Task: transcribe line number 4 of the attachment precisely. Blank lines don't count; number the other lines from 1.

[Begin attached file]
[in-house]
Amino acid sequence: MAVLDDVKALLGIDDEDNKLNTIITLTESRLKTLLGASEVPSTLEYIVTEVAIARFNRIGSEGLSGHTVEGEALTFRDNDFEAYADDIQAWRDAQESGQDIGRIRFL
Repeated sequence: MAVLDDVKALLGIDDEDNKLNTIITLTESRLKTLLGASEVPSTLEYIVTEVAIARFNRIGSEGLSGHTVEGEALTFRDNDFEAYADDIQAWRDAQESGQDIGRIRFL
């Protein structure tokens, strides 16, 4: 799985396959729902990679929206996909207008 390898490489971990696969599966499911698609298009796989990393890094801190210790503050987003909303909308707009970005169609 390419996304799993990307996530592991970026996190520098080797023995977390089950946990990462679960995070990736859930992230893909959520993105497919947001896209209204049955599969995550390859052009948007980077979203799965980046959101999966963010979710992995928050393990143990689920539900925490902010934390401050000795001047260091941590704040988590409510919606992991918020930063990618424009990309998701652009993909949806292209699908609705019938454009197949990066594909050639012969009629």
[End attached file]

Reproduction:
């Protein structure tokens, strides 16, 4: 799985396959729902990679929206996909207008 390898490489971990696969599966499911698609298009796989990393890094801190210790503050987003909303909308707009970005169609 390419996304799993990307996530592991970026996190520098080797023995977390089950946990990462679960995070990736859930992230893909959520993105497919947001896209209204049955599969995550390859052009948007980077979203799965980046959101999966963010979710992995928050393990143990689920539900925490902010934390401050000795001047260091941590704040988590409510919606992991918020930063990618424009990309998701652009993909949806292209699908609705019938454009197949990066594909050639012969009629």